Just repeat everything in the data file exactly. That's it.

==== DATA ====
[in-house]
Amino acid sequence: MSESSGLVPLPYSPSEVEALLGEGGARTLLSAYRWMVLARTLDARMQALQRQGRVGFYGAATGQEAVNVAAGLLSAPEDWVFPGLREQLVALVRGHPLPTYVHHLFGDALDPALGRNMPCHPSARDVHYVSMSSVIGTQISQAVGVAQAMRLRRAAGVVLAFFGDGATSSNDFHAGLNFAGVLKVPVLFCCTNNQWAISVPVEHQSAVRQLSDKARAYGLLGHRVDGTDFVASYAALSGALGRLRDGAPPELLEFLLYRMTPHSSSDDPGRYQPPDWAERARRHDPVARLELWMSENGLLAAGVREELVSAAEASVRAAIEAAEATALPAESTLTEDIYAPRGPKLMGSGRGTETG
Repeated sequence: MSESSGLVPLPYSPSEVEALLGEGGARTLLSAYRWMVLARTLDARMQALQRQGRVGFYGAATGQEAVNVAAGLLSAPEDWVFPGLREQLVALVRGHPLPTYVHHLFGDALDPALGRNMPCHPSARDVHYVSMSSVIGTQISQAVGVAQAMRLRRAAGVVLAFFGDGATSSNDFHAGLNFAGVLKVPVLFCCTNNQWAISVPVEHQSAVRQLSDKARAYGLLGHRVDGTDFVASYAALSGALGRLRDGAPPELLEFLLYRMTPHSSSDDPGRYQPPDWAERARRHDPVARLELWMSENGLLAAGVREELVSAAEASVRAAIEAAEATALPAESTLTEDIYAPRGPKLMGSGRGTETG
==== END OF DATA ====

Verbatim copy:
[in-house]
Amino acid sequence: MSESSGLVPLPYSPSEVEALLGEGGARTLLSAYRWMVLARTLDARMQALQRQGRVGFYGAATGQEAVNVAAGLLSAPEDWVFPGLREQLVALVRGHPLPTYVHHLFGDALDPALGRNMPCHPSARDVHYVSMSSVIGTQISQAVGVAQAMRLRRAAGVVLAFFGDGATSSNDFHAGLNFAGVLKVPVLFCCTNNQWAISVPVEHQSAVRQLSDKARAYGLLGHRVDGTDFVASYAALSGALGRLRDGAPPELLEFLLYRMTPHSSSDDPGRYQPPDWAERARRHDPVARLELWMSENGLLAAGVREELVSAAEASVRAAIEAAEATALPAESTLTEDIYAPRGPKLMGSGRGTETG
Repeated sequence: MSESSGLVPLPYSPSEVEALLGEGGARTLLSAYRWMVLARTLDARMQALQRQGRVGFYGAATGQEAVNVAAGLLSAPEDWVFPGLREQLVALVRGHPLPTYVHHLFGDALDPALGRNMPCHPSARDVHYVSMSSVIGTQISQAVGVAQAMRLRRAAGVVLAFFGDGATSSNDFHAGLNFAGVLKVPVLFCCTNNQWAISVPVEHQSAVRQLSDKARAYGLLGHRVDGTDFVASYAALSGALGRLRDGAPPELLEFLLYRMTPHSSSDDPGRYQPPDWAERARRHDPVARLELWMSENGLLAAGVREELVSAAEASVRAAIEAAEATALPAESTLTEDIYAPRGPKLMGSGRGTETG